With my last couple beers being high gravity/high alcohol IPAs, and the next few beers planned are high alcohol IPAs, I need to squeeze in a beer that's a little more drinkable. It's been almost a year since I last brewed my Pale Ale, so I figured I would knock out a batch before my Fiance and I run back to California again this weekend. It just so happened that August (Owner of our Crossfit gym) picked up a Kegerator for the gym a few days ago. So I made this a 12 gallon batch, rather than the 6 gallons planned, so that we have beer on tap at the gym in a few weeks.

 I've been tweaking this Pale Ale recipe for the past two years. The changes this time around were very slight though, as we're getting this recipe dialed in. I'm using a little less Crystal and a little more Munich now. Still using the same amounts of hops, 1oz @ 60, 2oz @ 10, 3oz @ 0, and 4oz dry hopped.The change being a little Centennial at flameout, rather than just straight Simcoe.

It was a very hot June night to brew. I think the high was around 108* when we mashed in at 4:30, and it was still 103* when we finished up at 8:30. Greg and I enjoyed some 10th Anniversary Stone Ruination (Amazing beer by the way. I'm going to bring more back from Cali this weekend) while we were brewing, and changed my oil as well. Other than the heat, the brew day went smooth. 60 minute mash, then a 60 minute boil. Chilling the wort definitely took longer than normal because our tap water is around 90* this time of year. Oh well. On to the recipe...

Brewed: 06-21-12
Dry Hopped: 07-01-12
Kegged: 07-05-12
ABV: 5.8%
IBU: ~35
12 Gallons

17.5lbs 2-Row
3lbs Munich
1lb Crystal 40
Mash @ 153*
1oz Warrior @ 60
1oz Centennial @ 10
1oz Amarillo @ 10
2oz Simcoe @ 0
1oz Centennial @ 0
Dry Hop: 2oz each Amarillo and Simcoe
2 Packs US05 fermented at 62F

We mashed this for 60min, and boiled for 60 as well. There was a 10 minute whirlpool rest after adding the flameout hops, before chilling the wort. This fermented out in around 6 days. I started dry hopping it around day 10, then kegged and fined with gelatin on day 16.

I'm very happy with how this turned out. The additional Munich makes the beer taste maltier, but since there's less crystal, it's more drinkable. The hops definitely dominate the aroma and taste, but they aren't quite as overpowering as an IPA would be.  There's just enough of a malt profile to keep everything balanced. I really don't foresee any changes to this recipe, as it's really great how it is. I might try mashing at 154*, or I'd be interested to see what this would taste like fermented with WLP007. Either way, it's still an awesome beer.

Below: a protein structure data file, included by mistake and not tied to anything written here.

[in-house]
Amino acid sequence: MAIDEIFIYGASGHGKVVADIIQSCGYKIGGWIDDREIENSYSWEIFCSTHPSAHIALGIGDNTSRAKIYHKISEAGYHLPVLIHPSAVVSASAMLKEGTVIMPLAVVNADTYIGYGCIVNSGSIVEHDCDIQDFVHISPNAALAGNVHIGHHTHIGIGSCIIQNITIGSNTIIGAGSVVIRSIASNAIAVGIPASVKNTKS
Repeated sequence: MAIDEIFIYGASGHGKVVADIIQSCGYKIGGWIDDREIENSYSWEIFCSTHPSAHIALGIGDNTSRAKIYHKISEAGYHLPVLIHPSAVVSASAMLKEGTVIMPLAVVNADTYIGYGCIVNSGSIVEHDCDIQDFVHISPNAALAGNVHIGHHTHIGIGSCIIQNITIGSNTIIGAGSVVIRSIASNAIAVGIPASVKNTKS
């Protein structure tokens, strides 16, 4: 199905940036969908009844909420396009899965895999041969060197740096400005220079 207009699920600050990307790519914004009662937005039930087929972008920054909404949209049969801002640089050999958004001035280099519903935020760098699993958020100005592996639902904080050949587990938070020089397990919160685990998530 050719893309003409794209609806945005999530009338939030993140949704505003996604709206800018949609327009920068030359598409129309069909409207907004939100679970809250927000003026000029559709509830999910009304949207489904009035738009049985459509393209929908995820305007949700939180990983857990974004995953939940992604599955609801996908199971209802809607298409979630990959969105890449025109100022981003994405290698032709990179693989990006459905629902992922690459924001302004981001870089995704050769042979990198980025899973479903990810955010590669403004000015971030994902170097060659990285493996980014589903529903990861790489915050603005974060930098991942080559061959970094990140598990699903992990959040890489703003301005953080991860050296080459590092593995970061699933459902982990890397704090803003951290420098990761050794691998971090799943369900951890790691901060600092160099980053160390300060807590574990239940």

1. Looks good! What kind of Munich did you use? The color seems very light with 13% Munich and 5% 40L in it.

    1. The lighter 8-10L Munich. It has a very similar malt character to the Firestone Walker APAs and IPAs. I'm not sure if you've had any of their beers, but that would give you a good reference.

  2. Scott,

    I just brewed this recipe last night. I did a small 1 gallon BIAB batch as I'm learning to brew and don't want to mess up 5 gallons of beer. Treated Poland Spring water for a hoppy light beer water profile. But planning wasn't very good and I didn't realize I didn't have enough Munich. So I used Vienna instead (why, I don't know)? Any issues there you think? I used Beersmith and just made up the difference of Munich with Vienna. There was a low percentage (3.9%) of Munich. I hit all the numbers, cooled and pitched rehydrated US-05. I'm fermenting at 66 since the another beer in the fridge is fermenting at that temp. Came home from work today and the smell coming out of the fermentor was awesome.
    By the way, your blog is great. And I'm glad your back to posting again.

    1. You'll be fine with Vienna, it'll add a nice touch of maltiness. Hopefully the beer turns out well for you.

  3. Wow...just bottled this yesterday and the flavor and aroma were great! The Vienna worked out fine like you said. Just so you know, I've tried many APA's and IPA's before this one and have been having trouble getting the hop aroma and flavor to stand out. Your post on water was very helpful. Also, having a good recipe to work from; I may finally turn the corner on my pale ales.

  4. Scott,

    Thanks for posting this great recipe! My wife and I tried a couple bottles last night and it was great...I'm going to brew up a 2 gallon batch and I bought some Munich to do it right.
    This next time I was going to try cold crashing and gelatin. I don't keg and have to cold crash in the fermenter and the one time I tried it the star-san in the air lock got sucked back into the beer. Would you say I could put a screw cap on the thing (I use 1 gallon jugs that have threads on them)? Would the pressure be too much? I always test 3 days in a row to make sure the beers fermented out all the way.

    1. I crash starters in that fashion. I don't screw the caps on fully, so that if some pressure builds up, it can get out.

  5. Thanks Scott.

    I cold crashed two one gallon jugs of Dry Stout that way and everything went fine. I actually put the lids on hand tight and just loosened them every now and then to relieve any pressure. Not sure I needed to as it had hit final gravity and I'm a little worried loosening the lids on my hoppy beers may cause oxidation. I can only dream of kegging some day. Tomorrow night, I'll brew up the second batch of Bertus Pale ale.

    Can't wait to hear how your Citra/Amarillo Enjoy By turned out...as I'm really liking the lower gravity hoppy beers lately....I get my hop fix and don't wake up with cotton mouth in the middle of the night.

  6. Glad to see your back! Just tasted a sample from the fermentor (hit 1.011 and ready for cold crash) of the third batch of this beer that I've brewed. It's become a go to recipe. Thanks again for the blog!


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